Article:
Mission Plan
Mission Plan



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Sea of Crete 2006 Expedition Summary

Katherine Croff
Ph.D. Student
Institute for Archaeological Oceanography
Graduate School of Oceanography
University of Rhode Island

The Sea of Crete 2006 project proved to be a very successful mission! This was the first archaeological oceanography survey in this region, and it has provided a solid baseline of information on the geology and archaeology of the Sea of Crete that will be helpful for research and fieldwork in the future. In April and May 2006, a team of marine geologists, archaeologists and engineers boarded the R/V Endeavor to carry out the initial side scan sonar survey, which was to be our primary dataset for the second portion of the cruise. This team surveyed approximately 500 km², and located 203 anomalies in the side scan record. After we reviewed the sonar data, the remotely operated vehicle (ROV) team returned in June to investigate 21 of the targets with IFE ROVs Hercules and Argus. In total, eight ROV dives were conducted, and the vehicles were working on the seafloor for a total of 80 hours. Three of the targets turned out to be archaeological sites, seven targets were geological in nature and the rest were either not located or were modern debris.

One of the first targets that we investigated, Target 153, consisted of a scattered site of six ceramic vessels, and a large concentration of pottery sherds (shards), which are broken pieces of ceramic material. This pottery deposit was surrounded by hundreds of shrimp, fish, and other marine life; there was even a fish poking its head out of one of the ceramic vessels! Upon initial inspection, the ceramics are likely from the Roman or Byzantine periods (c. 2000-1500 YBP), but they have yet to be positively identified.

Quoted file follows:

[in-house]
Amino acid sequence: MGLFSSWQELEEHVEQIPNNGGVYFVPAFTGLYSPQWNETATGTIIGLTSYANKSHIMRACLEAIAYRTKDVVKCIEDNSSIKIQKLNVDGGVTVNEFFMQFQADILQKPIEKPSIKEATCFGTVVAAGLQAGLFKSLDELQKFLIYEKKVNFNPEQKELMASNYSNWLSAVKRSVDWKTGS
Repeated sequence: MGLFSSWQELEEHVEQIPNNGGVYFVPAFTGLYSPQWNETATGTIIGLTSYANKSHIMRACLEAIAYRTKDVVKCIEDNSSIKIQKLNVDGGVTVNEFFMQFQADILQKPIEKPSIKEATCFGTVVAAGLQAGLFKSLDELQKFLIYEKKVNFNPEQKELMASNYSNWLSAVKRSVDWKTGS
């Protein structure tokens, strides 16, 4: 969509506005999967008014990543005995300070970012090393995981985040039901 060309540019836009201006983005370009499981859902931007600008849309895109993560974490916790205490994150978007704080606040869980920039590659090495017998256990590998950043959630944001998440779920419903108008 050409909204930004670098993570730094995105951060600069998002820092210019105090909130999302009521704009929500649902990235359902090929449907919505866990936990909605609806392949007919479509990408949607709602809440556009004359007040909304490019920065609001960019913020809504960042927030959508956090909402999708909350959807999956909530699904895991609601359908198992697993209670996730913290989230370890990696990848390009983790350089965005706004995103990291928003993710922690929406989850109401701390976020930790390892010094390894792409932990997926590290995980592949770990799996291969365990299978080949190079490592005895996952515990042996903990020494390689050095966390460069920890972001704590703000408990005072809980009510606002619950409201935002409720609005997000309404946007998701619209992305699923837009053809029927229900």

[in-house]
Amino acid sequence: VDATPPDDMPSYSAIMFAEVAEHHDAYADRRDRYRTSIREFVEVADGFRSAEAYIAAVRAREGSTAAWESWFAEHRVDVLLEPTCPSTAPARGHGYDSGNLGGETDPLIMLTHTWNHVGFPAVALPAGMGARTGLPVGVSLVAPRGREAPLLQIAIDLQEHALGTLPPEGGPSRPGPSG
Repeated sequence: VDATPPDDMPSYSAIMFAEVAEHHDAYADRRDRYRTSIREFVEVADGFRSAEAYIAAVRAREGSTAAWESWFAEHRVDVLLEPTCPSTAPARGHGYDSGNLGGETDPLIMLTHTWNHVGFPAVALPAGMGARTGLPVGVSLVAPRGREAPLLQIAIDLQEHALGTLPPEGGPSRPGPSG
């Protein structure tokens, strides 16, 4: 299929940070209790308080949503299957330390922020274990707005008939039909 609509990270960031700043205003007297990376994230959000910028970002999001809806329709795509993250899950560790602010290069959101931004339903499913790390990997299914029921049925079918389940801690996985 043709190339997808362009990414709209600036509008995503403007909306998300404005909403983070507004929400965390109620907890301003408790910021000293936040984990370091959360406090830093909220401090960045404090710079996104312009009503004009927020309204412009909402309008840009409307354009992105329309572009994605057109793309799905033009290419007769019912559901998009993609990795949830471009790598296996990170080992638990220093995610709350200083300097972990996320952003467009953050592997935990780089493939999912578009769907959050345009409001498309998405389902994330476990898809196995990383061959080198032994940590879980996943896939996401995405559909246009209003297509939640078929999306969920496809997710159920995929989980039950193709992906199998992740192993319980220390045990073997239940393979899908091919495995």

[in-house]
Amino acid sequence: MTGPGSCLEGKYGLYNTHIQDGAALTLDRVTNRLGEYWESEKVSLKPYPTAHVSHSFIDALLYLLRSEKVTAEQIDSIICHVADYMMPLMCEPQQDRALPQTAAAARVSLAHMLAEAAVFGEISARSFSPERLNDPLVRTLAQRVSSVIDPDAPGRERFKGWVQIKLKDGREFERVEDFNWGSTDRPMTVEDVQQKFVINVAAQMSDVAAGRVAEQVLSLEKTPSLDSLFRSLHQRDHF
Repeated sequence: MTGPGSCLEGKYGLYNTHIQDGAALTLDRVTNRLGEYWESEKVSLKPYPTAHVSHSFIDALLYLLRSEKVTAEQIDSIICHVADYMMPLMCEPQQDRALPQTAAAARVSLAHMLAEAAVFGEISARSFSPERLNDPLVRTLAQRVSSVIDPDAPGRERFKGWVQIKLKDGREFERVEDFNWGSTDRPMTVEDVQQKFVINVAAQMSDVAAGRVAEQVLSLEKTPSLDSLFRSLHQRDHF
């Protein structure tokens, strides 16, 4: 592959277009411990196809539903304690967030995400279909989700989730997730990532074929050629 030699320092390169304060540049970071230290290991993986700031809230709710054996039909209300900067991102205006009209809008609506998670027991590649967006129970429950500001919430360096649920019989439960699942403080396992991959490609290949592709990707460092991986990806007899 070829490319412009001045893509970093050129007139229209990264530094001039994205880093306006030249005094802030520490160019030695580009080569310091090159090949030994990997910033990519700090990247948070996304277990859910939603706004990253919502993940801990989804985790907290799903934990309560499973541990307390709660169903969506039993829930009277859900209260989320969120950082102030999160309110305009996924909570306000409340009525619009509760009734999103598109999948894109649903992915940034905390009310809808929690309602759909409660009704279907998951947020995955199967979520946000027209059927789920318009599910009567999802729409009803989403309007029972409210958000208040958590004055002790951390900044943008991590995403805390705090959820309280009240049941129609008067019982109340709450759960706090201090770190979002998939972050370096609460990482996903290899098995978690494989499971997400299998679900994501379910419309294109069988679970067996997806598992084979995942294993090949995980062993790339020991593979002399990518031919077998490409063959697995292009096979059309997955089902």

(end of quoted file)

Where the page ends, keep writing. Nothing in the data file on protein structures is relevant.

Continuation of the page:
Two modern shipwrecks, probably dating to the late 19th or early 20th century, were discovered this year. The first, Target 117, is 10-20 meters long, is sitting upright on the seafloor, and is oriented with its bow facing north. There is no visible damage to indicate the cause of sinking. The second, Target 143, is approximately 120 meters long, is lying on its starboard side, and is oriented with its bow facing SSE. The bow of Target 143 is crushed and there is a large tear in the port hull amidships. We are now doing research to identify these shipwrecks – to learn where they are from, where they were headed, and what their purpose may have been before they sank.

In addition to target investigation, we also undertook east-west visual transect surveys with the ROVs in the central Sea of Crete. During these operations, we found approximately 15 ceramic vessels that did not seem to be associated with any other archaeological material. Most of these vessels date from the Classical to Byzantine periods (c. 2500-1500 YBP). We are currently in the process of identifying the likely places of origin and uses of the ceramics.

Finally, a number of geological mounds were discovered in the eastern side of the central Sea of Crete basin. These mounds are unique features in the basin, since they are surrounded by seabed that has little relief and only a few rocky outcrops. The mounds are on the order of a few meters in diameter, 1-2 meters in height, and all have a crater-like depression on the top. They look similar to the low-temperature hydrothermal vents located in the Thera (Santorini) caldera, but there was no evidence of recent hydrothermal activity. It is possible that the mounds are dormant or extinct hydrothermal vents, but only further investigation and sampling will be able to determine their precise nature.

A firm understanding of the geological environment in the Sea of Crete will assist us in the location and identification of archaeological material, so that we may further explore the maritime history of the Sea of Crete.


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